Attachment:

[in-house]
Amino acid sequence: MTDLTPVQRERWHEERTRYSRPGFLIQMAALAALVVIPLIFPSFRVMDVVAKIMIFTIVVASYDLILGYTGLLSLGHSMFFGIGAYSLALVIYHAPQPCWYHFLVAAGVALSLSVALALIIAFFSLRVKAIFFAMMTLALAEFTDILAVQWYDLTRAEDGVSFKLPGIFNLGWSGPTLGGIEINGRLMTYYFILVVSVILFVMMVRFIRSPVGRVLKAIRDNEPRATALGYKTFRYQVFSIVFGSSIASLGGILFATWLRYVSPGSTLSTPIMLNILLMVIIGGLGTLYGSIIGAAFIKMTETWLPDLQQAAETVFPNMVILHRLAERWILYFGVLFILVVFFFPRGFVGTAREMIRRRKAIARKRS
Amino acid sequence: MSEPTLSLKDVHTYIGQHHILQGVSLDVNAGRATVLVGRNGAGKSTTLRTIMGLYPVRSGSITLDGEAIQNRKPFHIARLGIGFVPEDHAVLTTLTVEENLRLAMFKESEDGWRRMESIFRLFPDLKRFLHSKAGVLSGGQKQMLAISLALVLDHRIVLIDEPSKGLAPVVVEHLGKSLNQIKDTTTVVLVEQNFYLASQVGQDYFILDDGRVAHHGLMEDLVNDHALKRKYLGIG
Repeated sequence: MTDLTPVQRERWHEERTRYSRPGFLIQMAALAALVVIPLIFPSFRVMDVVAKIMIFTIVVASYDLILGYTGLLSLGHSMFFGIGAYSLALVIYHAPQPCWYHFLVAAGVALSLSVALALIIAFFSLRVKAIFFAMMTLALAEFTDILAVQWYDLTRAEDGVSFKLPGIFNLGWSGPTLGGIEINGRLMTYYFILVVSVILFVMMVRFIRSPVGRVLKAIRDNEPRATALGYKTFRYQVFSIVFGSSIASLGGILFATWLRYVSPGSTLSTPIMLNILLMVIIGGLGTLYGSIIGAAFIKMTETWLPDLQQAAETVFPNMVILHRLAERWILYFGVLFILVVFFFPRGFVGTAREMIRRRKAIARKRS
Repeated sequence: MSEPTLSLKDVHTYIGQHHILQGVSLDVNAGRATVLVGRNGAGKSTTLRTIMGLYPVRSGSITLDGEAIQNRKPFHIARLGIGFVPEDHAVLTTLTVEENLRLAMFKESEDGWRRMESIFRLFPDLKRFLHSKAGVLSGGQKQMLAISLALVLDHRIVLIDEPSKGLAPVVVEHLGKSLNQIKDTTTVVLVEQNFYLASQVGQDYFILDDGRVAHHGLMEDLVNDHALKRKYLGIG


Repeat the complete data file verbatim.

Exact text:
[in-house]
Amino acid sequence: MTDLTPVQRERWHEERTRYSRPGFLIQMAALAALVVIPLIFPSFRVMDVVAKIMIFTIVVASYDLILGYTGLLSLGHSMFFGIGAYSLALVIYHAPQPCWYHFLVAAGVALSLSVALALIIAFFSLRVKAIFFAMMTLALAEFTDILAVQWYDLTRAEDGVSFKLPGIFNLGWSGPTLGGIEINGRLMTYYFILVVSVILFVMMVRFIRSPVGRVLKAIRDNEPRATALGYKTFRYQVFSIVFGSSIASLGGILFATWLRYVSPGSTLSTPIMLNILLMVIIGGLGTLYGSIIGAAFIKMTETWLPDLQQAAETVFPNMVILHRLAERWILYFGVLFILVVFFFPRGFVGTAREMIRRRKAIARKRS
Amino acid sequence: MSEPTLSLKDVHTYIGQHHILQGVSLDVNAGRATVLVGRNGAGKSTTLRTIMGLYPVRSGSITLDGEAIQNRKPFHIARLGIGFVPEDHAVLTTLTVEENLRLAMFKESEDGWRRMESIFRLFPDLKRFLHSKAGVLSGGQKQMLAISLALVLDHRIVLIDEPSKGLAPVVVEHLGKSLNQIKDTTTVVLVEQNFYLASQVGQDYFILDDGRVAHHGLMEDLVNDHALKRKYLGIG
Repeated sequence: MTDLTPVQRERWHEERTRYSRPGFLIQMAALAALVVIPLIFPSFRVMDVVAKIMIFTIVVASYDLILGYTGLLSLGHSMFFGIGAYSLALVIYHAPQPCWYHFLVAAGVALSLSVALALIIAFFSLRVKAIFFAMMTLALAEFTDILAVQWYDLTRAEDGVSFKLPGIFNLGWSGPTLGGIEINGRLMTYYFILVVSVILFVMMVRFIRSPVGRVLKAIRDNEPRATALGYKTFRYQVFSIVFGSSIASLGGILFATWLRYVSPGSTLSTPIMLNILLMVIIGGLGTLYGSIIGAAFIKMTETWLPDLQQAAETVFPNMVILHRLAERWILYFGVLFILVVFFFPRGFVGTAREMIRRRKAIARKRS
Repeated sequence: MSEPTLSLKDVHTYIGQHHILQGVSLDVNAGRATVLVGRNGAGKSTTLRTIMGLYPVRSGSITLDGEAIQNRKPFHIARLGIGFVPEDHAVLTTLTVEENLRLAMFKESEDGWRRMESIFRLFPDLKRFLHSKAGVLSGGQKQMLAISLALVLDHRIVLIDEPSKGLAPVVVEHLGKSLNQIKDTTTVVLVEQNFYLASQVGQDYFILDDGRVAHHGLMEDLVNDHALKRKYLGIG